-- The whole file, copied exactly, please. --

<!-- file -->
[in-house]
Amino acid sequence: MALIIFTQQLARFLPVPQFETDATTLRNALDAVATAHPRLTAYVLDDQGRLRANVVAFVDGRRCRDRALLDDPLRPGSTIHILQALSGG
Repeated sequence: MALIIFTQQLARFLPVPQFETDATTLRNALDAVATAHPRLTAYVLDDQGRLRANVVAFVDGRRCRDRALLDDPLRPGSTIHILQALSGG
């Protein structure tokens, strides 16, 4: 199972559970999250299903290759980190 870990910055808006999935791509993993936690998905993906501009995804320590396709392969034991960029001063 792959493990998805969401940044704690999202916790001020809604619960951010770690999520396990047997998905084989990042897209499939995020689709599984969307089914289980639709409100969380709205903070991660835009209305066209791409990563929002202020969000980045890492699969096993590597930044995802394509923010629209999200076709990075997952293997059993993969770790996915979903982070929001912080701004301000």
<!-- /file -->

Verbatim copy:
[in-house]
Amino acid sequence: MALIIFTQQLARFLPVPQFETDATTLRNALDAVATAHPRLTAYVLDDQGRLRANVVAFVDGRRCRDRALLDDPLRPGSTIHILQALSGG
Repeated sequence: MALIIFTQQLARFLPVPQFETDATTLRNALDAVATAHPRLTAYVLDDQGRLRANVVAFVDGRRCRDRALLDDPLRPGSTIHILQALSGG
């Protein structure tokens, strides 16, 4: 199972559970999250299903290759980190 870990910055808006999935791509993993936690998905993906501009995804320590396709392969034991960029001063 792959493990998805969401940044704690999202916790001020809604619960951010770690999520396990047997998905084989990042897209499939995020689709599984969307089914289980639709409100969380709205903070991660835009209305066209791409990563929002202020969000980045890492699969096993590597930044995802394509923010629209999200076709990075997952293997059993993969770790996915979903982070929001912080701004301000």